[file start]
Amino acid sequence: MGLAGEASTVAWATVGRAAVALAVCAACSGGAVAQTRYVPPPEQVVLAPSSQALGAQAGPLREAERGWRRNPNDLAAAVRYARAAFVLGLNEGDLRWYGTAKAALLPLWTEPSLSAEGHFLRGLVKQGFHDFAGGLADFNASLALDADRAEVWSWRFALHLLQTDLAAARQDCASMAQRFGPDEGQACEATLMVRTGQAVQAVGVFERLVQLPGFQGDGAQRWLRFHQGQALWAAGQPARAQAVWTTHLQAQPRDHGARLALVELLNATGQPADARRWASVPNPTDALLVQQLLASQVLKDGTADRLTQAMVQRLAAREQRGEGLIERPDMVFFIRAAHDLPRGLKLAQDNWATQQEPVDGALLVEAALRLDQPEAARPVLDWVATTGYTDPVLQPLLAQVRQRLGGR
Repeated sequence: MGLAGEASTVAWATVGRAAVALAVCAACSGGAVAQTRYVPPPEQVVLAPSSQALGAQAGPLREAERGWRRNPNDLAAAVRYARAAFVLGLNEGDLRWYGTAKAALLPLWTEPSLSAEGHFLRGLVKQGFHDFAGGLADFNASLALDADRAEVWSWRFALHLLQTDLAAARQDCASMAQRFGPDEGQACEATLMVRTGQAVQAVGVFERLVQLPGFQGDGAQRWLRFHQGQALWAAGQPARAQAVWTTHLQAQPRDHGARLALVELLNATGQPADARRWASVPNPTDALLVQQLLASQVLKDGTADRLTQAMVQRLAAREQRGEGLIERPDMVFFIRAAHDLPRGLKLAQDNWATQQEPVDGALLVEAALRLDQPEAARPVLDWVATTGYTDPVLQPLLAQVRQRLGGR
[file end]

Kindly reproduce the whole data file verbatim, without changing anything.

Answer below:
Amino acid sequence: MGLAGEASTVAWATVGRAAVALAVCAACSGGAVAQTRYVPPPEQVVLAPSSQALGAQAGPLREAERGWRRNPNDLAAAVRYARAAFVLGLNEGDLRWYGTAKAALLPLWTEPSLSAEGHFLRGLVKQGFHDFAGGLADFNASLALDADRAEVWSWRFALHLLQTDLAAARQDCASMAQRFGPDEGQACEATLMVRTGQAVQAVGVFERLVQLPGFQGDGAQRWLRFHQGQALWAAGQPARAQAVWTTHLQAQPRDHGARLALVELLNATGQPADARRWASVPNPTDALLVQQLLASQVLKDGTADRLTQAMVQRLAAREQRGEGLIERPDMVFFIRAAHDLPRGLKLAQDNWATQQEPVDGALLVEAALRLDQPEAARPVLDWVATTGYTDPVLQPLLAQVRQRLGGR
Repeated sequence: MGLAGEASTVAWATVGRAAVALAVCAACSGGAVAQTRYVPPPEQVVLAPSSQALGAQAGPLREAERGWRRNPNDLAAAVRYARAAFVLGLNEGDLRWYGTAKAALLPLWTEPSLSAEGHFLRGLVKQGFHDFAGGLADFNASLALDADRAEVWSWRFALHLLQTDLAAARQDCASMAQRFGPDEGQACEATLMVRTGQAVQAVGVFERLVQLPGFQGDGAQRWLRFHQGQALWAAGQPARAQAVWTTHLQAQPRDHGARLALVELLNATGQPADARRWASVPNPTDALLVQQLLASQVLKDGTADRLTQAMVQRLAAREQRGEGLIERPDMVFFIRAAHDLPRGLKLAQDNWATQQEPVDGALLVEAALRLDQPEAARPVLDWVATTGYTDPVLQPLLAQVRQRLGGR